International Journal of Psychology and Psychological Therapy

Volume 7 Num. 3 - November 2007


Analysis of the Efficacy of Different Thought Supression Strategies [An?lisis de la Eficacia de Distintas Estrategias de Supresi?n del Pensamiento]

Volume 7 Num. 3 - November 2007 - Pages 335-345


Juan Vicente Luciano and Salvador Algarabel Gonz?lez


Some researches have demonstrated that when one wants to suppress a thought, it is paradoxically the first thing that comes to mind. However, subsequent studies on this topic have pointed out that successful thought suppression depends on the specific strategy employed to deal with the unwanted thought. The present study examined the impact of different thought suppression instructions on the frequency and appraisals of memories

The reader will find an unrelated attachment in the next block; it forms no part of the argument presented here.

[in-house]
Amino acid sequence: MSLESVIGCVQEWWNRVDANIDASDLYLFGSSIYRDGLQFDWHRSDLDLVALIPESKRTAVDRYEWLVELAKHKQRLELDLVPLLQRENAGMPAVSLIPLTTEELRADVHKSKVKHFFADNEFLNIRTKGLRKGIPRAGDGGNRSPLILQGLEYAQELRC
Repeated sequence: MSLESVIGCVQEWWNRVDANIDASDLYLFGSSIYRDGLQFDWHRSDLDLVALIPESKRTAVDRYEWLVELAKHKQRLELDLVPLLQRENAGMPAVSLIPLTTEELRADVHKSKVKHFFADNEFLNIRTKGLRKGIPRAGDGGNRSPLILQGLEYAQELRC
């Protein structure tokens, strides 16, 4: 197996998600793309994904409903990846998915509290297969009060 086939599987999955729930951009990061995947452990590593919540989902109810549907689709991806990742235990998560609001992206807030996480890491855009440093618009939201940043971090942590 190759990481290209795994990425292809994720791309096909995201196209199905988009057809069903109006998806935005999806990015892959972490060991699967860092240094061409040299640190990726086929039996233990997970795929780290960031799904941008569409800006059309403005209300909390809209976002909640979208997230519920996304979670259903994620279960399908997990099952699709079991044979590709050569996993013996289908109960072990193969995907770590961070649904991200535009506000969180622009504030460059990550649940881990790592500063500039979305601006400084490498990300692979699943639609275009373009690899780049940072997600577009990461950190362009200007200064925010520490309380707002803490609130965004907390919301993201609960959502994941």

about the March 11 attacks that took place in 2004 in Madrid. Thus, 120 undergraduates were randomly allocated to the following experimental conditions: thought suppression, thought suppression with focused distraction, thought suppression confronting a reminder, and monitor-only. Data analysis showed an absence of paradoxical effects, that is, neither immediate nor delayed frequency increases of the target thought. Furthermore, those participants instructed to use focused distraction reported less intrusions than those from the control condition at short and long-term. Finally, the results are discussed in relation to previous studies on thought control.

Key words:

Thought suppression, Intrusive thoughts, Paradoxical effects, Mental control.

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